Invaluable cannot guarantee the accuracy of translations through Google Translate and disclaims any responsibility for inaccurate translations.
Lot 302: THE PROPERTY OF A COMPANY THOMAS SEDDON 1821-1856 VIEW ON THE NILE NEAR CAIRO
Watercolours & Portrait Minatures
June 30, 2005
London, United Kingdom
signed with monogram l.l.
watercolour over pencil heightened with bodycolour and stopping out
This is a rare work by Seddon, the pupil and friend of William Holman Hunt and dates from his visit to Egypt and the Holy Land with Hunt in 1853. Seddon started his working life in his father's firm of cabinet-makers but finding that this of little interest to him, he turned to landscape painting in the late 1840s. In North Wales in 1849, he began his first real landscape studies which he continued at Barbizon the following year. In 1853, hearing that Hunt was planning a visit to Egypt, he asked to join him and set off ahead of Hunt, arriving in Alexandria on 6th December 1853. He continued to Cairo where he stayed in the Williams' Indian Family Hotel and met Hunt there in late January. Seddon met Edward Lear who was staying in the same hotel, but Lear had left by the time Hunt arrived.
Seddon settled easily into the Egyptian way of life. Hunt complained of his friendliness to the Egyptians and his habit of wearing native dress: 'His devout admiration of the Arabs is perfectly exasperating. They are the meanest sneaks in the world and he never tires of praising them. His adoption of the costume is simply amusing... (see George P. Landow, Your good influence on me- The Correspondence of John Ruskin and William Holman Hunt, 1977, pp.25-26). Board and lodging at the hotel cost seven shillings a day but life in the desert was cheaper and they lived off snipe and plovers which they shot. In mid February they camped near the Sphinx for several days but this was not to Hunt's liking and he soon returned to Cairo, while Seddon stayed on for almost two months, living in a tomb behind the Sphinx.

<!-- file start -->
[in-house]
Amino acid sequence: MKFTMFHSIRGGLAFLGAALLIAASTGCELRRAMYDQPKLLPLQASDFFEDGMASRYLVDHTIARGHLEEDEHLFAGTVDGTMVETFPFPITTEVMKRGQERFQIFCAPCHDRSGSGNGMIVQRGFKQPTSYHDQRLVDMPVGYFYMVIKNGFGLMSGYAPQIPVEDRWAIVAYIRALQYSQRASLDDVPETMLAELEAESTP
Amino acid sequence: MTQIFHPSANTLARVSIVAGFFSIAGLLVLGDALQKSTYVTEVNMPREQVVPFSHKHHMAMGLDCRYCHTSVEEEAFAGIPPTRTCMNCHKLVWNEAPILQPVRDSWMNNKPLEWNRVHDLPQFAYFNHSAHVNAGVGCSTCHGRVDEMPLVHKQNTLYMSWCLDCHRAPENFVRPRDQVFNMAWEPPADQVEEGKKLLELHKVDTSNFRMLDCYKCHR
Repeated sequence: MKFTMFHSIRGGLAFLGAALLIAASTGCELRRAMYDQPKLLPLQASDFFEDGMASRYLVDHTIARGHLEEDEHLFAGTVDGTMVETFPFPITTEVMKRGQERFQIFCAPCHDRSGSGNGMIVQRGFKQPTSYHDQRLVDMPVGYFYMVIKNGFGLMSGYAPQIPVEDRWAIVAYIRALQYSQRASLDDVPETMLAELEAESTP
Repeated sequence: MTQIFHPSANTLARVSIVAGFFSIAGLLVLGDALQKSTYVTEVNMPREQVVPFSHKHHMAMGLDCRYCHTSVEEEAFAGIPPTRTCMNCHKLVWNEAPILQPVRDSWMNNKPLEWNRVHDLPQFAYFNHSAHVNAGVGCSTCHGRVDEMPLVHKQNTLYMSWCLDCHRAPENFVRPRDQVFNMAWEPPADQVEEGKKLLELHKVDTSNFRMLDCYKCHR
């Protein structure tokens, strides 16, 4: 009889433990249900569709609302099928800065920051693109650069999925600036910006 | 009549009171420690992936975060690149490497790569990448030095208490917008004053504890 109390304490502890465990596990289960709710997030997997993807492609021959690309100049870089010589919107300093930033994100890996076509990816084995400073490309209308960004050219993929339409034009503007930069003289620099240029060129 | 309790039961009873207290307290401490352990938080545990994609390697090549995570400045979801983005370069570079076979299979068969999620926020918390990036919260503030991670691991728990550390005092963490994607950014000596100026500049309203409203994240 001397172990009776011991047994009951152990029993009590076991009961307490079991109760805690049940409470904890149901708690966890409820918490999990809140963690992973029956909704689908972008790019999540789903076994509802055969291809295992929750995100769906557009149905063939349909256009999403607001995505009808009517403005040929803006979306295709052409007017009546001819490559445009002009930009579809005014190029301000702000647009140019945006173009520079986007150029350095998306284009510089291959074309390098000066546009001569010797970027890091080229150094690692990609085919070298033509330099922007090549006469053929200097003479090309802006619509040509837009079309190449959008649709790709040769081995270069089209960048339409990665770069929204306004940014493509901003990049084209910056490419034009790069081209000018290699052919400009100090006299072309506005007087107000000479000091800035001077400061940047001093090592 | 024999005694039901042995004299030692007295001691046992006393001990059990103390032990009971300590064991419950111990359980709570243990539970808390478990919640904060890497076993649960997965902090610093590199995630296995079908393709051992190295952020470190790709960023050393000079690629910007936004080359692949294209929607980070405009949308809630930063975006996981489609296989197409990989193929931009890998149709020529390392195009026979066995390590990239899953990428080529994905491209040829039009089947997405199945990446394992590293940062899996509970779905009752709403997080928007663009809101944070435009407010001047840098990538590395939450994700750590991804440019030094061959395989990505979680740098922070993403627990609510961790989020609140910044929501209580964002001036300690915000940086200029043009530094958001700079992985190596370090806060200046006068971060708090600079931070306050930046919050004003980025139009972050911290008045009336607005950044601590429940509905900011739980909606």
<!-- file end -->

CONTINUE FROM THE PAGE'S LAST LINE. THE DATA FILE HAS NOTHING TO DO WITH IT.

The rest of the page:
In April they travelled down the eastern branch of the Nile on a diabeyah on their way to Jerusalem. They worked on their watercolours and would swim in the river when the heat became too much. They spent six months in Jerusalem - Seddon spent much of the time living under canvas working on a large panorama of Jerusalem which he later exhibited entitled 'Jerusalem and the Valley of Jehoshaphat'. Seddon felt grateful at having spent so much time with Hunt - he wrote to Millais 'I think our intimacy is a most valuable and useful lesson to me, for which I may thank God, and by which I hope to profit much myself; for he has the courage to say openly what he thinks is right' (see John Guille Millais, The Life and Letters of Sir John Everett Millais, 1899, p.403).
On his return to London, he showed his work to Ruskin who reportedly told Seddon 'Before I saw these, I never thought it possible to attain such an effect of tone and light without sacrificing truth of colour' (see Robert Hewison, Ruskin, Turner and the Pre-Raphaelites, 2000, p.211). He received a number of commissions for Egyptian subjects and returned there in 1856. However he tragically died of dysentery shortly after he arrived. His friends in London including Ruskin raised funds to help his widow and bought his large 'Jerusalem' panorama for the National Gallery. This was the first Pre-Raphaelite picture to enter the national collection.
After Seddon's death Ruskin wrote 'Mr Seddon's works are the first which represent a truly historic landscape art; that is to say, they are the first landscapes uniting perfect artistical skill with topographical accuracy, being directed with stern self-restraint to no other purpose than that of giving to persons who cannot travel trustworthy knowledge of the scenes which ought to be more interesting to them' (John Ruskin, speech to a meeting of the Seddon Memorial Committee, March 1857).
By 1870, Ruskin remembered Hunt and Seddon's Egyptian pictures with warmth: 'I do not know an entirely faithful drawing of any historical site, except one of two studies made by enthusiastic young painters in Palestine and Egypt: for which, thanks to them always' (lecture on 'The Relation of Art to Use', March 1870)
Dimensions: 19 by 35.5 cm., 7 1/2 by 14 in.